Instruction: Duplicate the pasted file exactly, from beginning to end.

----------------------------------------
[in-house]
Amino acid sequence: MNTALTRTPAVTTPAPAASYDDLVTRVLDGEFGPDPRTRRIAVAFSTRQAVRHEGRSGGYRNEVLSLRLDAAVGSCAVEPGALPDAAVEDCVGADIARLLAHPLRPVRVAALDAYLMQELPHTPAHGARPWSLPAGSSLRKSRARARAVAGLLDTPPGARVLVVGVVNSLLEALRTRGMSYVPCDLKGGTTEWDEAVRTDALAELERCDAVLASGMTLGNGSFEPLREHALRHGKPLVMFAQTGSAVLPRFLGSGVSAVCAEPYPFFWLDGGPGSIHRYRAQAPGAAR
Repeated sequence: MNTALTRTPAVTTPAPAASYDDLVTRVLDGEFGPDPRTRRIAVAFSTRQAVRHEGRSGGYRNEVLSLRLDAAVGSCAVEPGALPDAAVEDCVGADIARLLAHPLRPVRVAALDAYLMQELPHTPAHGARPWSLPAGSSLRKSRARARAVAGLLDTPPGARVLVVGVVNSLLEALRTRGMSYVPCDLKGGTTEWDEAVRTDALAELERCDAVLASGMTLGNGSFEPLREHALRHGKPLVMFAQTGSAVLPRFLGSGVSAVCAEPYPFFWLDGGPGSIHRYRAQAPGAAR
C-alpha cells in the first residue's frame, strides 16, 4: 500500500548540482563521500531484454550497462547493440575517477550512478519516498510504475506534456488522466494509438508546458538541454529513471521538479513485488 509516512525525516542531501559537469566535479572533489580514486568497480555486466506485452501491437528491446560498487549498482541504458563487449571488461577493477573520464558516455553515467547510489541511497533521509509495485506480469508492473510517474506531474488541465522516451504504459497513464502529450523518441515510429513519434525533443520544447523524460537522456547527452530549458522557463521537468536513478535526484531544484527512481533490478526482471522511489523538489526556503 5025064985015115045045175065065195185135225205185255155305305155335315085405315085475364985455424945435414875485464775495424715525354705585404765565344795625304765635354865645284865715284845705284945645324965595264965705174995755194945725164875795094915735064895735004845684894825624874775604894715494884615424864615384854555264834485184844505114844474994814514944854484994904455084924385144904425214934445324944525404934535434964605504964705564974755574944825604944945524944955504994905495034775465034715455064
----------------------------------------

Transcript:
[in-house]
Amino acid sequence: MNTALTRTPAVTTPAPAASYDDLVTRVLDGEFGPDPRTRRIAVAFSTRQAVRHEGRSGGYRNEVLSLRLDAAVGSCAVEPGALPDAAVEDCVGADIARLLAHPLRPVRVAALDAYLMQELPHTPAHGARPWSLPAGSSLRKSRARARAVAGLLDTPPGARVLVVGVVNSLLEALRTRGMSYVPCDLKGGTTEWDEAVRTDALAELERCDAVLASGMTLGNGSFEPLREHALRHGKPLVMFAQTGSAVLPRFLGSGVSAVCAEPYPFFWLDGGPGSIHRYRAQAPGAAR
Repeated sequence: MNTALTRTPAVTTPAPAASYDDLVTRVLDGEFGPDPRTRRIAVAFSTRQAVRHEGRSGGYRNEVLSLRLDAAVGSCAVEPGALPDAAVEDCVGADIARLLAHPLRPVRVAALDAYLMQELPHTPAHGARPWSLPAGSSLRKSRARARAVAGLLDTPPGARVLVVGVVNSLLEALRTRGMSYVPCDLKGGTTEWDEAVRTDALAELERCDAVLASGMTLGNGSFEPLREHALRHGKPLVMFAQTGSAVLPRFLGSGVSAVCAEPYPFFWLDGGPGSIHRYRAQAPGAAR
C-alpha cells in the first residue's frame, strides 16, 4: 500500500548540482563521500531484454550497462547493440575517477550512478519516498510504475506534456488522466494509438508546458538541454529513471521538479513485488 509516512525525516542531501559537469566535479572533489580514486568497480555486466506485452501491437528491446560498487549498482541504458563487449571488461577493477573520464558516455553515467547510489541511497533521509509495485506480469508492473510517474506531474488541465522516451504504459497513464502529450523518441515510429513519434525533443520544447523524460537522456547527452530549458522557463521537468536513478535526484531544484527512481533490478526482471522511489523538489526556503 5025064985015115045045175065065195185135225205185255155305305155335315085405315085475364985455424945435414875485464775495424715525354705585404765565344795625304765635354865645284865715284845705284945645324965595264965705174995755194945725164875795094915735064895735004845684894825624874775604894715494884615424864615384854555264834485184844505114844474994814514944854484994904455084924385144904425214934445324944525404934535434964605504964705564974755574944825604944945524944955504994905495034775465034715455064